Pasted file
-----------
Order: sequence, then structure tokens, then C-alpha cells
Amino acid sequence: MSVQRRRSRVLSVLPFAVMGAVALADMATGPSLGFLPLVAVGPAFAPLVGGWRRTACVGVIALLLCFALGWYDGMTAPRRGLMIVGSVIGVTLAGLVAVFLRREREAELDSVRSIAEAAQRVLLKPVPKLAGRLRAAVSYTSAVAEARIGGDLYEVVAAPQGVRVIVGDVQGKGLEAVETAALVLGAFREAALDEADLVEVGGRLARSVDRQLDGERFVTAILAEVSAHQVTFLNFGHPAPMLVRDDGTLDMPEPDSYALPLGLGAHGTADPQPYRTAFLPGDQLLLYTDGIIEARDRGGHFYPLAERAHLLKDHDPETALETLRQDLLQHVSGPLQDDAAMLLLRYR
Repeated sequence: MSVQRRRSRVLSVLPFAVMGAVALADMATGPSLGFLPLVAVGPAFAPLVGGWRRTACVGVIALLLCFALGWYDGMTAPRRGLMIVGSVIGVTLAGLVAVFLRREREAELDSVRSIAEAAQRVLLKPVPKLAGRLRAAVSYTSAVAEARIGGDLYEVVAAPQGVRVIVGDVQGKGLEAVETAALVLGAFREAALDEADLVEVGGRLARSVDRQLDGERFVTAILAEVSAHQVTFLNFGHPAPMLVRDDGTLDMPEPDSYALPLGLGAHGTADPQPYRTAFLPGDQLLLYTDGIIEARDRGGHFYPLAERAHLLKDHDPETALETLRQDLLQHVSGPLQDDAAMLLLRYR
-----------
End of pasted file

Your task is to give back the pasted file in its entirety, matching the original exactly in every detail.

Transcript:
Order: sequence, then structure tokens, then C-alpha cells
Amino acid sequence: MSVQRRRSRVLSVLPFAVMGAVALADMATGPSLGFLPLVAVGPAFAPLVGGWRRTACVGVIALLLCFALGWYDGMTAPRRGLMIVGSVIGVTLAGLVAVFLRREREAELDSVRSIAEAAQRVLLKPVPKLAGRLRAAVSYTSAVAEARIGGDLYEVVAAPQGVRVIVGDVQGKGLEAVETAALVLGAFREAALDEADLVEVGGRLARSVDRQLDGERFVTAILAEVSAHQVTFLNFGHPAPMLVRDDGTLDMPEPDSYALPLGLGAHGTADPQPYRTAFLPGDQLLLYTDGIIEARDRGGHFYPLAERAHLLKDHDPETALETLRQDLLQHVSGPLQDDAAMLLLRYR
Repeated sequence: MSVQRRRSRVLSVLPFAVMGAVALADMATGPSLGFLPLVAVGPAFAPLVGGWRRTACVGVIALLLCFALGWYDGMTAPRRGLMIVGSVIGVTLAGLVAVFLRREREAELDSVRSIAEAAQRVLLKPVPKLAGRLRAAVSYTSAVAEARIGGDLYEVVAAPQGVRVIVGDVQGKGLEAVETAALVLGAFREAALDEADLVEVGGRLARSVDRQLDGERFVTAILAEVSAHQVTFLNFGHPAPMLVRDDGTLDMPEPDSYALPLGLGAHGTADPQPYRTAFLPGDQLLLYTDGIIEARDRGGHFYPLAERAHLLKDHDPETALETLRQDLLQHVSGPLQDDAAMLLLRYR